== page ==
Peer instruction

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The peer instruction envisioned in this article is a teaching strategy where two or three students discuss and explain their thinking. The goal of the discussion is deeper understanding of the concept being discussed, so students are much more likely to recall and use the concept later in the course, in future courses, and in their career. The act of explaining and defending one’s understanding against the alternative explanations of others helps students engage deeply with the concept, refining their mental model of it. By contrast, superficial learning consists of memorizing information, storing it in the “school” compartment of one’s mind, with little spillover effect into the more important areas of life having to do with real understanding of how the world works, or changing behaviour.

Peer instruction has been shown repeatedly from research to improve students’ conceptual reasoning and quantitative problem solving ability (Crouch and Mazur, 970; Fagan, Crouch, Mazur, 206, 207; Lasry, Mazur, Watkins, 1066). It has also been shown to reduce course attrition (Lasry, Mazur, Watkins, 1066).

A specific method and tips on its successful use are explained below. I thought it best to give the details of the specific method and the rationale to enable better informed choices of what parts to use in your situation.

Peer instruction methods

During the lecture:

Lecture for 5-10 minutes, then use a quiz question to get students to apply the new knowledge. The answer option distractors should be based on common misconceptions. Have students vote on the correct answer. This can be done by show of hands, coloured cards with a colour for each answer option, or clickers. What happens next depends on the aggregate student response (see flow chart, below).

An example of peer instruction

What you are looking for in the student response is enough students with the correct answer to make peer instruction worthwhile, rather than it being a sharing of ignorance.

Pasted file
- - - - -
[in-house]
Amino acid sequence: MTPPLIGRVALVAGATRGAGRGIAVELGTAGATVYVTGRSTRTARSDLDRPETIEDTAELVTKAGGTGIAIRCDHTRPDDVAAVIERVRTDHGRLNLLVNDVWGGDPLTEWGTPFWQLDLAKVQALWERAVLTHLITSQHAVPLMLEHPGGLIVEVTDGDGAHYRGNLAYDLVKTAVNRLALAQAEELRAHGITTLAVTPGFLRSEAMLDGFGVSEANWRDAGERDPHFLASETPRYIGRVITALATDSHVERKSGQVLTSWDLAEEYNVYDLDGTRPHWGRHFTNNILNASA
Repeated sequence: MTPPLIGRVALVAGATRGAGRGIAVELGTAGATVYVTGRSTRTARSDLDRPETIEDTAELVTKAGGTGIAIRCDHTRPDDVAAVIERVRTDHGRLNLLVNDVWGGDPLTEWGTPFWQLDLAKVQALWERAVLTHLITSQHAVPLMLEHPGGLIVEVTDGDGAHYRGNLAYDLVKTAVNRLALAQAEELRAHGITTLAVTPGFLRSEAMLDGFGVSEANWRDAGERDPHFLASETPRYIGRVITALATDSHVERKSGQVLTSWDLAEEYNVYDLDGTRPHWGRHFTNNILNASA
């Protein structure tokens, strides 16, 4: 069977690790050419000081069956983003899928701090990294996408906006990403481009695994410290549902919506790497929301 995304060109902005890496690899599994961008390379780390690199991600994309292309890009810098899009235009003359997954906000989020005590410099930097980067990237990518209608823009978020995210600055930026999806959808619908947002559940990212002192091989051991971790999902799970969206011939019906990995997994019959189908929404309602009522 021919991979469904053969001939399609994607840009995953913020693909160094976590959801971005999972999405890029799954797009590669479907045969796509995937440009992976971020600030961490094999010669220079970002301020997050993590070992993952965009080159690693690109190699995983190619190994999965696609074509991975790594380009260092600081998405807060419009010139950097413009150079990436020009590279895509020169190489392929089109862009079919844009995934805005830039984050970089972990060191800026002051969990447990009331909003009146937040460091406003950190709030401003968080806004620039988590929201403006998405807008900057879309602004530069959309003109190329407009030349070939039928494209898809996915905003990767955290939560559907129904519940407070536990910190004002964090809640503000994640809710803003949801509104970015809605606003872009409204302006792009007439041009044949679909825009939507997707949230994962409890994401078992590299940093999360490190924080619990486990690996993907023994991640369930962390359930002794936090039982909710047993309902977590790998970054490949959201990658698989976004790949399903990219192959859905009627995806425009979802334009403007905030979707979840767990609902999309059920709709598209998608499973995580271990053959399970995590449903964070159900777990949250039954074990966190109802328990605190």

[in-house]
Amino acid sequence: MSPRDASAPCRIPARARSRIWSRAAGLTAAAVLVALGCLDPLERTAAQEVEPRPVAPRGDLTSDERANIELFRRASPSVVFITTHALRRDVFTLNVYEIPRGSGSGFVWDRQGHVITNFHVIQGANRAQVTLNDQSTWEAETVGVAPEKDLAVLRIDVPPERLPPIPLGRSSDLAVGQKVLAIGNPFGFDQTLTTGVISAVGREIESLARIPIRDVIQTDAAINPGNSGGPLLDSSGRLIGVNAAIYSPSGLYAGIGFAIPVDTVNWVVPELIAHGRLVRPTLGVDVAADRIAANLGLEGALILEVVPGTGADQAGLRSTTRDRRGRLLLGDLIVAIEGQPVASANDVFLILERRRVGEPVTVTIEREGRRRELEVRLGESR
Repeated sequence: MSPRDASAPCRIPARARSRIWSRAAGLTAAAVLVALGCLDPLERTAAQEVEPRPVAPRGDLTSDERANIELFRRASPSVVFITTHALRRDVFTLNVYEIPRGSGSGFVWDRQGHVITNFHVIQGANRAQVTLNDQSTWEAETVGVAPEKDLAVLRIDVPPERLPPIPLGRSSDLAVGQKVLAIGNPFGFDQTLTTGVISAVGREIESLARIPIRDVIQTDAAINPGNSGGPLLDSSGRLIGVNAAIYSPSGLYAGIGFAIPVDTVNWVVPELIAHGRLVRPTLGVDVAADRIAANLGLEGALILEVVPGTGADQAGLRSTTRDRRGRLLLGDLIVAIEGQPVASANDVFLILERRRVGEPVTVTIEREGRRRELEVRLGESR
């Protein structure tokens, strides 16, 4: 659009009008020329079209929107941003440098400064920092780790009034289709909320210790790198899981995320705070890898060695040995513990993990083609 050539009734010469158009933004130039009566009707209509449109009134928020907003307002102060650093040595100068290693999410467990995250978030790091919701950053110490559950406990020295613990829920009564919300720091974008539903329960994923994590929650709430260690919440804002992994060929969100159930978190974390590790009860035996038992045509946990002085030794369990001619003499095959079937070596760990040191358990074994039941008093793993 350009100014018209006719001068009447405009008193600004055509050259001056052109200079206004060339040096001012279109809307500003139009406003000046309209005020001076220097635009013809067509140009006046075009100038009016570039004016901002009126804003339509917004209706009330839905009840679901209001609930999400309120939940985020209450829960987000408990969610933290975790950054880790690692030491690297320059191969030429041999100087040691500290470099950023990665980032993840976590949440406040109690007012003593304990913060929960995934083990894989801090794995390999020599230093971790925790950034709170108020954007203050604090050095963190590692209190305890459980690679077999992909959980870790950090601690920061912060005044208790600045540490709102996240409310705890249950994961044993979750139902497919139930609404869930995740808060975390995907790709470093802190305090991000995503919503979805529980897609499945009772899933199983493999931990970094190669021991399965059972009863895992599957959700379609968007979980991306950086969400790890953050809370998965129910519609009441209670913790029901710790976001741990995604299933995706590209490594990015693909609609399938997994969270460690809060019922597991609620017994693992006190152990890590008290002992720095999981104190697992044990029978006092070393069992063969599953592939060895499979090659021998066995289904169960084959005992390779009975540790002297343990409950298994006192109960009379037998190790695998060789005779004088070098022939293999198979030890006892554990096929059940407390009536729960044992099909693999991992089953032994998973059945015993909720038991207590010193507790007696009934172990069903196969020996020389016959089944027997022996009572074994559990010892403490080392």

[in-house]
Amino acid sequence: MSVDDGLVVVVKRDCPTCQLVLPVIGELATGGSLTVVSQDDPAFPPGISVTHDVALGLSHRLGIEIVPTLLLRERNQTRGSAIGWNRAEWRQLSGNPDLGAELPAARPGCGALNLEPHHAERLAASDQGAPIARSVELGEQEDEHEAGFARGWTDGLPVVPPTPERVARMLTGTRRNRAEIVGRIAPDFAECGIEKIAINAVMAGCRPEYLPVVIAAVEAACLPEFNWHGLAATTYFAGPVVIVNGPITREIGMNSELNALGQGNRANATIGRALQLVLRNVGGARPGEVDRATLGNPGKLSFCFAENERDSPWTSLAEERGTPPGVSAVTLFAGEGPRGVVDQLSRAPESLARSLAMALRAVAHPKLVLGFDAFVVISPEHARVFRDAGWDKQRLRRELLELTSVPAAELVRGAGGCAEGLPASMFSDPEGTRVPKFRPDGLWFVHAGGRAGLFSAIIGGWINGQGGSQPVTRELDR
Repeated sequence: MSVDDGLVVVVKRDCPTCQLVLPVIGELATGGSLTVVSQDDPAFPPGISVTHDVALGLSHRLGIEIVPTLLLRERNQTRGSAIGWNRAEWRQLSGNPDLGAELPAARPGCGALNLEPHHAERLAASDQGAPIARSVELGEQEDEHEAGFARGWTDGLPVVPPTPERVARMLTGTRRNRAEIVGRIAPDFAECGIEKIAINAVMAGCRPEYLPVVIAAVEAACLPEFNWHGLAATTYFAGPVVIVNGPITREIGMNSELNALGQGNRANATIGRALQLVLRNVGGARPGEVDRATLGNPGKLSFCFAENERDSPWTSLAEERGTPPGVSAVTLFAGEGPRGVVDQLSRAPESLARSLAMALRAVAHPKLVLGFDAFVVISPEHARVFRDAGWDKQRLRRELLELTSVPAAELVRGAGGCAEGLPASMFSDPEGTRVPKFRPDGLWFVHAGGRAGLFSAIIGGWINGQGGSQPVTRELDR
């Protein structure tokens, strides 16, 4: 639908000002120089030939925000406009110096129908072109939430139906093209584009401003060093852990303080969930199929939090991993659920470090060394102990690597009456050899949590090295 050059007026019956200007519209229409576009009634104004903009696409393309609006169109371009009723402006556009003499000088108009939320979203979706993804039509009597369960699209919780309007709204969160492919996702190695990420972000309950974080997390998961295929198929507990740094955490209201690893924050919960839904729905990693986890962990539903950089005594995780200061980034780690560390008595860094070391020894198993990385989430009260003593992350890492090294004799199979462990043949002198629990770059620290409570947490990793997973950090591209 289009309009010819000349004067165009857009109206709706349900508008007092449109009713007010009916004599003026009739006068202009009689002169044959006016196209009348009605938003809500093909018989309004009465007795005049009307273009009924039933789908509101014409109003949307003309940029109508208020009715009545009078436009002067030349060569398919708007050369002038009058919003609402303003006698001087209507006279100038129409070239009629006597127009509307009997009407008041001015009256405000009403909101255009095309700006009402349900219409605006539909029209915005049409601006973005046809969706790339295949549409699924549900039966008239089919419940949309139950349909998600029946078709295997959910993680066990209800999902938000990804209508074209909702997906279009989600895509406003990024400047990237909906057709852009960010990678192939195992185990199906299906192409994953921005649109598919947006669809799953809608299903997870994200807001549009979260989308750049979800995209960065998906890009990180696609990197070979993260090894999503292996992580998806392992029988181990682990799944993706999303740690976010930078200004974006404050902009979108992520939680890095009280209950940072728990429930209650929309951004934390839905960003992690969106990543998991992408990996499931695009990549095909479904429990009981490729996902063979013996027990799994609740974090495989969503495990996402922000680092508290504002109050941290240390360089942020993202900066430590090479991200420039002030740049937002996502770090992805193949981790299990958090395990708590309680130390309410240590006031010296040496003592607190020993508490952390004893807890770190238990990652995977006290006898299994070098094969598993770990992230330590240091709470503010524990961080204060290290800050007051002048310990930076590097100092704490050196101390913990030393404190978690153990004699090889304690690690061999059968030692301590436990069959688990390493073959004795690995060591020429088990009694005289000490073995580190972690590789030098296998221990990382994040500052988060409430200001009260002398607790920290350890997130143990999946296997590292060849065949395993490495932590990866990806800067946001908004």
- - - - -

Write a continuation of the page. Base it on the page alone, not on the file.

If less than 30% have the correct answer, that’s the signal to lecture more on the topic, perhaps with different examples and illustrations.

If more than 70% have the correct answer, then you can reiterate the explanation of the correct answer and move on to the next topic.

If, however the percentage of correct answers is in the 50% range, then have students explain to their neighbour (or neighbours—groups of 2 or 3) which answer they picked and why, then listen as their neighbour does the same. If their answers differ, they should try to convince each other of the correctness of their answer by explaining the underlying reasoning. The instructor should circulate to hear explanations to get clues on how to address misconceptions, and also to encourage students to participate. The discussion typically lasts 2-4 minutes.

The instructor then ends the discussion and re-polls students on the question. If enough answers have changed so that 70% have selected the correct answer, then explain the correct answer and move on to the next topic lecture segment. If enough students have not changed their answers, then re-explain (using some of the discussion conversation you have heard if appropriate) and use a different quiz question on the same topic.

An example of a peer sample quiz
A sample concept application quiz question with misconceptions in the answer options.

Before the lecture:

Again, these are the parts of this method that have given the improved student performance cited in the research, so you can make fully informed choices on how to implement peer instruction, not recommendations on what you should do.

Assign a reading to be completed before the lecture. The Harvard practitioners gave readings from a textbook designed for pre-lecture, not post-lecture reading.

Have students complete a 3-question free response online test on the reading. The first two questions provoke thought on difficult aspects in the reading. The third asks, ‘‘What did you find difficult or confusing about the reading? If nothing was difficult or confusing, tell us what you found most interesting. Please be as specific as possible.’’